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Grant News

Research points to better cat pain relief

In our latest funding round, we are supporting research at the University of Sydney, exploring new ways to treat arthritis-related chronic pain in cats by studying their cannabinoid receptors. This research project is tackling a major issue in feline health: the lack of safe and effective treatments for arthritis pain.

Arthritis affects a lot of older cats—about 92% show signs of degenerative joint disease. Current treatments like non-steroidal anti inflamatories and nerve growth factor inhibitors give limited relief and can be expensive or come with safety concerns. This makes finding new solutions more urgent than ever.

Cannabidiol (one of the non-psychoactive elements of cannabis) has been used to treat dogs for some time but its use to treat cats is in early stages.

Our research focuses on using genomic data to better understand and target cannabinoid receptors (CNR1 and CNR2), which play key roles in managing pain and inflammation. By studying the genetic variants of these receptors in cats, there is the potential to develop better treatments for arthritis-related pain.

Thank you for your encouragement and support. There is the potential to make a real difference in the lives of cats suffering from arthrititic pain as this research flows through to vetinary practice.

You might also be interested in our post Osteoarthritis – is your cat suffering in silence?

You can support this and other ongoing research into cat health issues by visting our donations page.

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Feline health grants for 2023 are now open

This is our Secretary’s cat Lily to let you know that applications for this year’s Feline Health Research Fund grants are now open.

The Feline Health Research Fund each year calls for relevant research proposals from scientists, veterinarians and post-graduate students from Australian universities and research institutes.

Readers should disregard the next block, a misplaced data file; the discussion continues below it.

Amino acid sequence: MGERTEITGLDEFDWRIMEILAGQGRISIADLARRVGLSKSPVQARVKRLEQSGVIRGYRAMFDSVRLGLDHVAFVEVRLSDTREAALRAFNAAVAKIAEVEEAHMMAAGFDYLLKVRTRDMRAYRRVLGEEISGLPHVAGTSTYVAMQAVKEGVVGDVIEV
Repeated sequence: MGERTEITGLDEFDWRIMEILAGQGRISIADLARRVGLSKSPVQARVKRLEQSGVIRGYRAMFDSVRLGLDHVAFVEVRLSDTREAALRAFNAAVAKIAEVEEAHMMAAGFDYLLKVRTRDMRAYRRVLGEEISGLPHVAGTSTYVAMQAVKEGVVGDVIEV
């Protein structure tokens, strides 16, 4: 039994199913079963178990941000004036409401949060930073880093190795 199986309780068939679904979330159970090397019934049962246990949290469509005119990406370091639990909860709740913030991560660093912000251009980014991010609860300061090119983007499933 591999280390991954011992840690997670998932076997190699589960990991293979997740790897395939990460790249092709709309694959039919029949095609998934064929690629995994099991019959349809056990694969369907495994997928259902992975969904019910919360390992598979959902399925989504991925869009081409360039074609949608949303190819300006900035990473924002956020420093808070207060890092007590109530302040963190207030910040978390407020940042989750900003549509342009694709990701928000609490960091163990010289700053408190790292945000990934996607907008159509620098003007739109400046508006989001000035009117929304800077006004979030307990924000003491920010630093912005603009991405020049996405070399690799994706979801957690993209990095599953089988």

Thanks to the work of these scientists, vets and post-graduate students our domestic cats, like Lily, will live longer and healthier lives.

Find out more about the grants by visiting the FHRF Grants Page.

This round closes on Friday 1 September 2023.

Grants are solely funded by donations and bequests from individual cat lovers and organisations devoted to cat welfare. Find out how you can support this work by visiting the Support Feline Health Page.

Please feel free to forward this information to colleagues and associates with an interest in feline health research.

Happy International Cat Day!


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2023 Grant Round


If you are looking for a partner to fund your research into cat health, we may be what you need.

The Feline Health Research Fund makes grants of up to $10,000 from it’s pool of  donations from cat lovers, professionals and the industry to fund quality Australian research into issues affecting the health, wellbeing and longevity of domestic cats.

We are encouraging applications from a range of disciplines into a wide range of health issues for domestic cats.

For more information please go to the Applying for a Grant page on our website.  There you can download the Small Grants Application Form, read the Grant FAQs and check out details of previously funded projects.

The window for this grant round opens on the Monday 7 August and closes at 5pm on Friday 1 September 2023.

If you have questions after reading the website information, please email the Secretary, Feline Health Research Fund.

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Feline health grants for 2022

The August 2022 round of Feline Health Research Fund Grant applications is now closed.

There was a record number of applications including studies of toxoplasmosis, kidney disease and cat behaviour from a variety of Australian Universities.

‘It is pleasing to see such a lot of quality feline health research being undertaken in Australia,’ said Fund Secretary Helen Radoslovich.

‘Of course it means lots of extra work for the Fund’s Trustees and our evaluators but it is work we are happy to undertake.

‘A final decision will take several months but we anticipate being able to advise applicants of the outcome by early 2023.

‘Grants are made possible by donations from cat lovers across Australia. If you are able to support us, even in a small way, please visit our donations page’, she said.

The Fund supports relevant research from scientists, veterinarians and post-graduate students from Australian universities and research institutes.

Here is a list of a list of previously funded projects but applicants were asked to consider research projects relating to improved or preventative health care for cats such as:

behavioural problems
breast cancer
eye problems
feline infectious peritonitis

immunisation protocols.
kidney, heart and liver failure
tooth and gum disease
skin conditions

Cross-species genome research

Recent advances in genome science has demonstrated significant genetic similarity between species. Funds may be allocated to researchers who are engaged in investigating diseases of humans or other animal species that are relevant to cats.

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